There was a moment where he lay on the ground, on top of the remains of two other Moths, and looked to her for the end. She probably could have done it too, either by shifting only her foot and crushing his throat, or simply plunging her own sharp claws into his face.
Instead, she walked on without looking back, and he remained with the dead.
It had only taken a day to intercept the Moth army, but the Dogs had been running in their canine forms then. The Dog woman could only walk until she was strong enough to shift her entire body again, and holding back the Moth had taken more out of her than she'd expected. The blood still bubbled up from her open wound. Whenever she thought it was starting to heal, it would only open again. Most Dogs could repair themselves fairly quickly, but it could only do so much.
It could be worse, she supposed. I still have my head.
Deep in the woods, night began to fall. The moon was up, but it was mostly blocked by the trees.
Even if she wanted to travel at night, she was too cold to do it, and found some shelter under a set of bushes. She was surprised to sleep well for a while, even if her pain returned when she moved the wrong way. The battle had tired her beyond belief, and thinking of home took her mind off of screeching Moths and viscera.
She dreamed of her mother's house and how life had been before the change had come upon her. Dogs could be created with a scratch, but she'd been born with the damned gift. She'd known what she would become before the first time it happened. Were Moths the same way? She didn't know.
Something rustled in the trees.
A strange scent hung in the air. Dogs smelled familiar, and Moths smelled like rotting flesh. This was oddly metallic, but organic at the same time, like the tang of blood.
A dry whisper breathed in her ear. "Hello."
With everything she had left, she ran.
It still caught her by the ankle and dragged her across the ground. In the dim moonlight that came through the canopy, she could see its curling horns and a glint of light on its fangs. All of the stories said that their eyes glowed in the dark like those of Moths, but that implied there was life behind those black pupils.
Moths were one thing, but Bats were another.
Most had been driven north years before by Moths and Dogs alike, during a few years of a tenuous alliance, but it wasn't uncommon to find one wandering back south in search of food or revenge. Most would only shift to their animal form to escape, and were much stronger in their human form, if you could call them still human. The gods had made them indestructible demons with only one desire: blood.
Zapped by the tries of war, she would be helpless. The only saving grace was that Bats liked to play with their food.
It was dark, but he was big. She couldn't see his wings, which meant that he wasn't going to carry her off to a nest just yet.
A sharp fingernail traced down her neck. "I saw your kind and their kind killing each other yesterday. I guess without us around to unite you, there was no reason to get along. I don't blame you, really."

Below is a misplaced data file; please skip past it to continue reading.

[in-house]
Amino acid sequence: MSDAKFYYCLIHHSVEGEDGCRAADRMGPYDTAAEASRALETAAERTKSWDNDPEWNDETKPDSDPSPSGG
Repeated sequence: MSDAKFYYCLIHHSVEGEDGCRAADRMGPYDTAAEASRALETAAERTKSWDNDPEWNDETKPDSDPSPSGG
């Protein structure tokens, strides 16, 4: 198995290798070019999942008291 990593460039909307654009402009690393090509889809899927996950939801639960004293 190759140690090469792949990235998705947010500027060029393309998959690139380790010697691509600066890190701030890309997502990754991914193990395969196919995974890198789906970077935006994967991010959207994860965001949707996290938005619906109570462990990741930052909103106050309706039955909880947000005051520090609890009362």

"Don't touch me."
"I could smell your wound a mile away, my dear. It's not as clean as I would like it." The Bat placed a hand on her hip, on her gash. "But you will do. Good food is so few and far between down here, but it's not as bad as the north. You left us with nothing up there."
He pressed his nails into her hip, and her scream shook the forest around her. A flock of bird squawked before they flew.
"I wonder how you survived that mess," he continued, leaning over her. His cold breath was on her face, but she could still feel his nails in her side. The pain was making her sweat. "How many Moths did you kill before it was over? Ten? Fifteen? You made it this far only to go out like this."
She tried to focus and think of tearing out his throat. If she could shift, she could probably do it, but she'd never fought a Bat before. The stories she'd heard didn't leave her with a high chance of success. All she had to do was dig deep enough to take off his head and yank out those damned horns.
Before she could, there was another rustle in the bushes, and the Bat rose to his feet.
"I can smell you! Where are you?"
She could smell it too.
She turned over to crawl away while he was distracted, but stopped at the sound of something dropping from the trees and flesh tearing with a gurgle in the back of a throat.
She looked over her shoulder, not seeing the moonlight on a set or horns or fangs, but a set of glowing red eyes. If there had been any light, there would have been a pool of black blood on the forest floor.
"Thank you," she said.
"I thought I could fly if I got high enough," the Moth told her. "Then I heard you scream."
"You couldn't let something like that end me? It had to be your kill?"
"On the highway you had me where you wanted me, and I was ready to be destroyed. You were stupid not to have torn me to pieces."
"I don't think I could have, and even if I did, it would have destroyed me too. I won't be able to shift until I heal, and I can't heal if I can't rest. I thought I could go back home, but I'm never going to make it."
He walked to her. His wings were extended, one still shredded in the moonlight. "You may be stupid, but most Dogs would have killed a Moth who couldn't fly if he was lying on the ground before them. Now here you are, lying on the ground before me."
"Then do it. Finish me off."
She thought he would do it, but he laid down on the ground next to her, and covered her cold body with his good wing.
"The Dog who got me was big, one of the biggest you had. I saw him take a dozen of my people before he tried to grab a hold of me. He couldn't hold on well enough to drag me to the ground, but the damage was done. The only way I could survive was the cowardly way. I hid beneath the bodies of my friends and played dead for you. I didn't get up again until the world fell silent. Is that what happened to you?"
"I was knocked unconscious. The Moth who got me probably thought I was dead, but the gash in my side never would have killed me. He might have gotten distracted by something else and figured I would die."
"I will not let you die, Dog."
"Why? I don't believe that life-for-a-life crap."
"When we meet again one day, someone on each side will need mercy. Someone will have to stop this from happening again."